Good Reading : February 2005
goodreading 11 up close but only those which fit within the compass of the story. Readers hate unnecessary detail put in because the writer knows a lot about the subject, and wants the reader to know just how much he knows. That’s literary arrogance, which I can’t bear. I want the reader to appreciate my storytelling, which is backed up by supportive detail.’ In Australia and New Zealand recently to promote his latest novel, Hunting Midnight, Zimler spoke passionately about why he loves writing fiction: ‘Fiction enables a writer to talk about the big issues, and to peel away all the unnecessary elements which confuse people. Fiction lets me deal with the deepest and most intimate truths, to create characters who talk on the most reflective and philo- sophical level about these huge issues. If I was an historian, I’d be dealing with the facts of history, and wouldn’t be able to interpret them through the lens of human emotions. That’s why I’m a storyteller.’ Indeed, if there’s one word that describes Zimler best, it’s passion. He’s pas- sionate about what he’s doing, passionate to meet and please his readers, passionate that the forgotten Jews of Portugal should be remembered, passion- ate about many things. As with most seemingly overnight sen- sations, Zimler has had to work long and hard for the fame he now enjoys. Born in New York, he graduated with a master’s degree in journalism and worked as a reporter for years before meeting his partner, with whom he now lives in Portugal. ‘Living in Portugal has, in many ways, contributed to my abil- ity to become a fiction writer,’ he says. ‘Having lived for a large part of my life in America, when I went to live with my partner in Portugal, it was for many years like living in a fantasy world: every experience was a new experience, every place held a magic and a mystique which wasn’t there in my birthplace. So when I became a novelist, it was as if I was still inhabiting a magical world. ‘Writing a novel is like inventing a parallel universe.While I’m creating the plot lines, the sub-plots, the characters and the structures, I live during the day in a world of my imagination, a world which no longer exists, the world of historical Portugal. I have one foot set firmly in that camp, and I inhabit it as though it was real. But then, at the end of the day, when I pack away my writing and become a gardener and a cook and tidy the house and share my experiences with my partner, I have a foot firmly in another universe, this one inhabited by people who are real and who interact with me. It’s very odd, the sort of thing that only writers – and the totally insane – can appreciate.’ With the publication of The Last Kabbalist of Lisbon , Richard Zimler’s life changed in many ways. Suddenly he was thrust into a limelight where people he’d never met knew a lot about him through his writing, and engaged him in conversations at literary events. He travelled widely throughout Europe promoting and publicising his books, remaining stunned whenever he entered a lecture hall and found the room packed with admiring fans. His books are rich in texture and knowledge, and written with subtle style and remarkable erudition.Although mysteries and thrillers, they could just as easily be course books set by educational institutions for the history of Judeo-Christian Europe from the beginning of the Modern Age. The Last Kabbalist was warmly received in Europe and Australasia, but Zimler found it difficult to interest a publisher in America, most of whom said that it was too narrow a subject matter, or too erudite, or too something. ‘I got the usual rejection letters from over 20 publishers; it was only because of the success of the book in Europe that an American publisher picked up Last Kabbalist, and it became a success [there],’ he says. The concept for The Last Kabbalist of Lisbon took shape when Richard Zimler was in Istanbul researching Sephardic poetry. He discovered a set of nine leather- bound manuscripts in a small cylindrical chest, which was used by Sephardic Jews as a housing for the Jewish Law, the Torah. Written in an unusual square Hebraic script, the language wasn’t Hebrew, but a phoneti- cally written ancient Portuguese transcribed into the letters of the Old Testament. From there, Zimler built his intricate and careful story about the author of the manuscripts, Benekiah Zarco, a 16th century scribe and student of the her meneutic work of Jewish mysticism known as the Kabbala. His subsequent novel, Hunting Midnight, begins in 19th century Portugal before moving to Dickensian Britain and then into antebellum America. In this book we meet one of the most memorable creations in recent literature, a ‘wee dark- skinned man’ called Midnight, a freed slave and hunter and healer who is a Bushman brought over from South Africa by the hero’s wine-merchant father. Again, as in Last Kabbalist, Zimler gives us a huge canvas on which to draw our portraits of his characters. But despite the rich melting pot of identities that peoples Hunting Midnight , it is Midnight himself who is most memorable. ‘I heard the lan- guage and stories of the Bushmen of South Africa and I was absolutely mesmerised by them,’ Zimler recounts. ‘Genetically, the Bushmen of South Africa are our original people; they are the purest and earliest human beings. Every man, woman and child who walks the Earth is derived from the Bushman.Their lifestyle has hardly altered in the millennia since humanity evolved from Africa, and so the Bushmen’s stories, their legends, and the way they think has profound consequences for all of us. That’s why I wanted to bring the Bushman, through Midnight, before the public.’ Richard Zimler is a writer who will not be changed by his ‘overnight’ fame. For him, the ideal schedule is to write, tend to his garden, cook delicious Portuguese food, and then write some more. The Spectator may have described him as an American Umberto Eco, but I prefer to think of him as a modern day Voltaire … or possibly even as Candide. Richard Zimler’s third novel in the series, Guardian of the Dawn, will be published in April, 2005.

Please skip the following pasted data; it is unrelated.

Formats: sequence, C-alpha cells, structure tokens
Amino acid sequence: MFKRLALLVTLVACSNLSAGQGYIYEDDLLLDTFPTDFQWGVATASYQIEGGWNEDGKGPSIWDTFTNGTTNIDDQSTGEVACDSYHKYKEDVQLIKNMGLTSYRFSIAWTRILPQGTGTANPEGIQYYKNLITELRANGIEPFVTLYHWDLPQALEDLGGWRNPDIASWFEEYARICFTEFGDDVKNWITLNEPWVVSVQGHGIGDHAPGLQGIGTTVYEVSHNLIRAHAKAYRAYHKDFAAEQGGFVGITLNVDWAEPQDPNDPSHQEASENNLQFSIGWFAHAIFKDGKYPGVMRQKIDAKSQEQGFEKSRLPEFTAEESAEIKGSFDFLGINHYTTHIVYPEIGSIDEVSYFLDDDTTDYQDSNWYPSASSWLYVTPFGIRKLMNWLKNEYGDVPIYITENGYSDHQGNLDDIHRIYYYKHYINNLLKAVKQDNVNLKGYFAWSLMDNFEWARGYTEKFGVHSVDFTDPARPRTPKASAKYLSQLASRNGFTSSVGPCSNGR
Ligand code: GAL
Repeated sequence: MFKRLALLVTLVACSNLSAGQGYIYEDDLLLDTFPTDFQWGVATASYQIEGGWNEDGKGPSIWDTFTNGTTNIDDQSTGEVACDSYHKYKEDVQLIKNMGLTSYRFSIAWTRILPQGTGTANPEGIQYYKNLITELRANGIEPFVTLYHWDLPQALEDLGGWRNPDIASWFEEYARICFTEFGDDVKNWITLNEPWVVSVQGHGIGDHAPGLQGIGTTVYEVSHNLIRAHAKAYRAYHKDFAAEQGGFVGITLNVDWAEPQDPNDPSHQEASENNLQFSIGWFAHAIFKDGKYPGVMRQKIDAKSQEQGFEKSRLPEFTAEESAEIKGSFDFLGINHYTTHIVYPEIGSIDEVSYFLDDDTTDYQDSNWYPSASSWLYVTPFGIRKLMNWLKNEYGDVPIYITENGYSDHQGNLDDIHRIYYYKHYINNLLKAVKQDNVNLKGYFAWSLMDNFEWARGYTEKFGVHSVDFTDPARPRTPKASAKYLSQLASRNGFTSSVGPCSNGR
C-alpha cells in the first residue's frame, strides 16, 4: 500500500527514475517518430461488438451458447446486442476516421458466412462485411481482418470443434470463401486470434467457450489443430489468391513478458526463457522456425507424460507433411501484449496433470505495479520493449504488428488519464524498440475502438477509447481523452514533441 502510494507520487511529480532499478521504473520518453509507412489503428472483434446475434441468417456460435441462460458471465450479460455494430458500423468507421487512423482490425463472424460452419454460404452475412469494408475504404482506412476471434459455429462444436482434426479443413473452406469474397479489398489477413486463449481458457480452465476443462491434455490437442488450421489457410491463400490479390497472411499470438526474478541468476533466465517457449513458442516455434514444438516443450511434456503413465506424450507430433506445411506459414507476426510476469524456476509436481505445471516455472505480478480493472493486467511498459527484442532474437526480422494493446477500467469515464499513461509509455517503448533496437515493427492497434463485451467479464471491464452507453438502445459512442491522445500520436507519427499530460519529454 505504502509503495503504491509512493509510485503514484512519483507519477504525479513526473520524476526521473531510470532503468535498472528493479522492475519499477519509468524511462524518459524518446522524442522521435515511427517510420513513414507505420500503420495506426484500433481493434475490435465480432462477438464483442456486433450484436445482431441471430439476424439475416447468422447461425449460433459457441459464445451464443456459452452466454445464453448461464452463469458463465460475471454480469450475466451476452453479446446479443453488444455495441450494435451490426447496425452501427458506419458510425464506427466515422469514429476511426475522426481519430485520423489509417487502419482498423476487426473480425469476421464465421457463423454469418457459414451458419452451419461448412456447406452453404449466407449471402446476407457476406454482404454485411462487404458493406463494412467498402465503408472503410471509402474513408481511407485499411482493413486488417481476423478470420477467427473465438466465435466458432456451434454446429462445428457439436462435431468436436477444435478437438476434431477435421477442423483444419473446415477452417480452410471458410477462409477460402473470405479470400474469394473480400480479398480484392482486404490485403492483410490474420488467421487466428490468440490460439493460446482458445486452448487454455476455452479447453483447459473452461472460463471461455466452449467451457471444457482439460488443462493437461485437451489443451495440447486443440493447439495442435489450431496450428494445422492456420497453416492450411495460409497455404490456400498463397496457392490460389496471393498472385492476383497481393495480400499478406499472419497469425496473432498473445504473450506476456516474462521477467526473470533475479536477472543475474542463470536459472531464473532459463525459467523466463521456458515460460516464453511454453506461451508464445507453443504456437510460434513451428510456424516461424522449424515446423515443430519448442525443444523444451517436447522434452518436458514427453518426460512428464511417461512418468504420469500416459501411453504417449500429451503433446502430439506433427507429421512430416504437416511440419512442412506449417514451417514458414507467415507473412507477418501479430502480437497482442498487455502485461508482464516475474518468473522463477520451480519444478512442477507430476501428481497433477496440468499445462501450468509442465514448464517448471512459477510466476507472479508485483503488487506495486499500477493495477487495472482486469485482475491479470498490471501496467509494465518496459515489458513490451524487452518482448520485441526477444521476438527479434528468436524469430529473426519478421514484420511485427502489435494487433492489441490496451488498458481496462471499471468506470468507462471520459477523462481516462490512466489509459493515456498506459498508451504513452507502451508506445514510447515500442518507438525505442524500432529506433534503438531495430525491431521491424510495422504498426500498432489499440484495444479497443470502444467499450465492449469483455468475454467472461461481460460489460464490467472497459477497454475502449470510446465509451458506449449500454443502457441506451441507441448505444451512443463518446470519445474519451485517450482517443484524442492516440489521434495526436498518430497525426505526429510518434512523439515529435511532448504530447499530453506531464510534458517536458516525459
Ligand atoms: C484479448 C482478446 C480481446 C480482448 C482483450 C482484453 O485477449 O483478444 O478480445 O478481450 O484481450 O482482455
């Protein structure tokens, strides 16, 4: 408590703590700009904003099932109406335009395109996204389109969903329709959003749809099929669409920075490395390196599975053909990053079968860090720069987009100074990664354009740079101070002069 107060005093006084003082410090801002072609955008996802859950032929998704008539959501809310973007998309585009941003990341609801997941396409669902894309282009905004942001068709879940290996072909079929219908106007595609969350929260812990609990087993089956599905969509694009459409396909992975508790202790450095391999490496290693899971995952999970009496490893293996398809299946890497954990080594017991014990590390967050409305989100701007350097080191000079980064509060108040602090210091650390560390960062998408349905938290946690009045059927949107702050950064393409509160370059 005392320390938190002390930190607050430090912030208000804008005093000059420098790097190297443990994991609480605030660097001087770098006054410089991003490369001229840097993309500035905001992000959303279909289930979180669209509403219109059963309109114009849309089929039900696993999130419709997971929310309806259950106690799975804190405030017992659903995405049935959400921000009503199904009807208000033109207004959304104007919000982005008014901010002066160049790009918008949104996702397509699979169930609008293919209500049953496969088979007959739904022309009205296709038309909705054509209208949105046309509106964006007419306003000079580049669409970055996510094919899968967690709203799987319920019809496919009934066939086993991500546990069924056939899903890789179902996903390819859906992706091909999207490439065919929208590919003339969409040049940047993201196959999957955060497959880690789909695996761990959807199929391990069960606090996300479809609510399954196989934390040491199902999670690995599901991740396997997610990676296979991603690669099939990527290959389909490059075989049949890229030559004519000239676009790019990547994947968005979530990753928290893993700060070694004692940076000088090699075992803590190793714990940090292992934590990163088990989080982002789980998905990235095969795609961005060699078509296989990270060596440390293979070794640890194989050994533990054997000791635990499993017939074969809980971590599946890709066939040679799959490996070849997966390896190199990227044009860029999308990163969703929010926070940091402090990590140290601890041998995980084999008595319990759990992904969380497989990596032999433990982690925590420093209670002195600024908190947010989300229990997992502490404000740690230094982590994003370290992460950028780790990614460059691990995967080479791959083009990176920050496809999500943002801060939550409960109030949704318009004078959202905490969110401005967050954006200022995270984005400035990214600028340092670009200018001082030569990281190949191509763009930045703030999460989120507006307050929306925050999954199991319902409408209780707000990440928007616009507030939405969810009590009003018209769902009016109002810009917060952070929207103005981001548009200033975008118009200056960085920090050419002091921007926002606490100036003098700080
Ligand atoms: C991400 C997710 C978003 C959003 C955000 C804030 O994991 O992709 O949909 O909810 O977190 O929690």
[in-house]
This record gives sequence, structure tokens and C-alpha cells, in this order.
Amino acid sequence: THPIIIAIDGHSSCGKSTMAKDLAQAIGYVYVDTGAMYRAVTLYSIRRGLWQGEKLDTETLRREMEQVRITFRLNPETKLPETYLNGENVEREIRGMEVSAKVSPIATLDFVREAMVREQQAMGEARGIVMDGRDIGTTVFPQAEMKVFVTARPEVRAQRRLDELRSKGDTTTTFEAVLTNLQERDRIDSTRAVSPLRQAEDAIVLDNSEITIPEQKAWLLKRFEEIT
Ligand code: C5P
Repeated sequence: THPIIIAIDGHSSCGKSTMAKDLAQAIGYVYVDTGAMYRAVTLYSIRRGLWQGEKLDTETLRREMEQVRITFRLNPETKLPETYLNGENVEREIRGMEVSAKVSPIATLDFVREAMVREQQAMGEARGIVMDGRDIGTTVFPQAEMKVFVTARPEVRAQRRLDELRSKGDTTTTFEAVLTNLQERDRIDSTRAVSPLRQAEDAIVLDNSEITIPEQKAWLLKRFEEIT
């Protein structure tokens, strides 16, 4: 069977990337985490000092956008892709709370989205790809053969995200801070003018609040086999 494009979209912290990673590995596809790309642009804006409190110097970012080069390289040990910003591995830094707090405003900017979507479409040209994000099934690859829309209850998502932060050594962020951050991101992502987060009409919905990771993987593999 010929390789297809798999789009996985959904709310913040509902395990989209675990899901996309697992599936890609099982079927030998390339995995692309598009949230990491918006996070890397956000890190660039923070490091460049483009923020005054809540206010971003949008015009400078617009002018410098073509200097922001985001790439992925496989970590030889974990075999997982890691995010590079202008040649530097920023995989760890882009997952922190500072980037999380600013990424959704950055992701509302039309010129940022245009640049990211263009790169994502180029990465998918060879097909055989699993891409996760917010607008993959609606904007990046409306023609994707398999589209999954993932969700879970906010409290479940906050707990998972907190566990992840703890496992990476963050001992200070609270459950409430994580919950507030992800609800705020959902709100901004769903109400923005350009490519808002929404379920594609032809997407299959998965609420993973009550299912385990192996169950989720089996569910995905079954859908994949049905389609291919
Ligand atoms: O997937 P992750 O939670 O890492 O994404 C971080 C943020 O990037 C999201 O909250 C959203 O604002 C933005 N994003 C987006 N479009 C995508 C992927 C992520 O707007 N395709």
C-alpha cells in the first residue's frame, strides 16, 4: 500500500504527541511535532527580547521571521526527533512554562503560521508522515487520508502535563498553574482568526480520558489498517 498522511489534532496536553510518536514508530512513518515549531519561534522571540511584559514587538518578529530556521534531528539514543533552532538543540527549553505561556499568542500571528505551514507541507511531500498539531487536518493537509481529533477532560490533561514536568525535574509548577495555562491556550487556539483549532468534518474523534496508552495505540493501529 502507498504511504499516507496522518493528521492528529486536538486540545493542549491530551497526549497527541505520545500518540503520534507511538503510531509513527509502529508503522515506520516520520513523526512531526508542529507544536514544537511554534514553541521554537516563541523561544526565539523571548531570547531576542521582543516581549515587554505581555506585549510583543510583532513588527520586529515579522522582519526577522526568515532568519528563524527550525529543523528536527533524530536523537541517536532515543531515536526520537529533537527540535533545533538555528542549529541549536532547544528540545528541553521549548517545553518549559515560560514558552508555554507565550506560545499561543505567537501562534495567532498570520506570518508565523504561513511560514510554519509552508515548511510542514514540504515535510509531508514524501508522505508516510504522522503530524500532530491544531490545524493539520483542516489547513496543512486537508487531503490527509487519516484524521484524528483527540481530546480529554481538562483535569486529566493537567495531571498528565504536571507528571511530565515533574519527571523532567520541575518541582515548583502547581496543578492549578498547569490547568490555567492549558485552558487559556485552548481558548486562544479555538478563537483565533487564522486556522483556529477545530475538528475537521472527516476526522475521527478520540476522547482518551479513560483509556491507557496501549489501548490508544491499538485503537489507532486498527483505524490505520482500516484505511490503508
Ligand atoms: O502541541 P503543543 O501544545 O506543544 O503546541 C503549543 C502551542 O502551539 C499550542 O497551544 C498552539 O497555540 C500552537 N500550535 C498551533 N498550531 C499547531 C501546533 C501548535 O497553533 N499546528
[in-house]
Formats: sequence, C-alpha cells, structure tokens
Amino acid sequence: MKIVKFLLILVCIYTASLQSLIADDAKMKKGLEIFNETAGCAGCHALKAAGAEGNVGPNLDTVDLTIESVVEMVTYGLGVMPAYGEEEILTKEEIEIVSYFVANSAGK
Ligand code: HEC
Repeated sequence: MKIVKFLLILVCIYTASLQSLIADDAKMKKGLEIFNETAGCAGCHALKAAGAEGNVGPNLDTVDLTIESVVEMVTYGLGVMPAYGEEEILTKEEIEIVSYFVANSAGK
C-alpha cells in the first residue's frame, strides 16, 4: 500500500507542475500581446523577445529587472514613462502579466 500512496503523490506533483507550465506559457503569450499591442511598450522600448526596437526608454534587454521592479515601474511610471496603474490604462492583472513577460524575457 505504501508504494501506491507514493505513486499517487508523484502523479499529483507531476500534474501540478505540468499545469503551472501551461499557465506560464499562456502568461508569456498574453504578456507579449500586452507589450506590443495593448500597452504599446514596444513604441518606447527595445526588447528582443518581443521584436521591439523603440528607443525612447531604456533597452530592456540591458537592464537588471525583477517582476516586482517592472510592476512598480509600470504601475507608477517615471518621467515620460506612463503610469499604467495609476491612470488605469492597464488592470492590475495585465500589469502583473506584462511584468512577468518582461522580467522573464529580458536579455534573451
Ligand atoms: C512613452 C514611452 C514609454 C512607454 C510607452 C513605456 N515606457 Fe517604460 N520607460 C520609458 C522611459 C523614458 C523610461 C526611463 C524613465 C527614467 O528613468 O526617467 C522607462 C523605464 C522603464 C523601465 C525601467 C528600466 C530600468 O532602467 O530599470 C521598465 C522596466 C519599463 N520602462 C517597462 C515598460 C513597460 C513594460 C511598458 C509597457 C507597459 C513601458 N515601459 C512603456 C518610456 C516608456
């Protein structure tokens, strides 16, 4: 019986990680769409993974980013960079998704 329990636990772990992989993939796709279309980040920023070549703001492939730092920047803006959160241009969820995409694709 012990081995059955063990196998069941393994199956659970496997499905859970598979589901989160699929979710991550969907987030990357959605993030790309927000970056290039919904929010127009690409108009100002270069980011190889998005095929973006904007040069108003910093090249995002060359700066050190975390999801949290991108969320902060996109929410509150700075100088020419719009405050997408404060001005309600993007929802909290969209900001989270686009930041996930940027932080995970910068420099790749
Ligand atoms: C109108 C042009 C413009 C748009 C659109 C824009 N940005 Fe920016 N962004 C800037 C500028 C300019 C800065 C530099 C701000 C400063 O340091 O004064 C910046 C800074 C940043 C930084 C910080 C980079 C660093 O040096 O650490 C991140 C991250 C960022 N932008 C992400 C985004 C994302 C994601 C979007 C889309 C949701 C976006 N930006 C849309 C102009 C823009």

December January 2005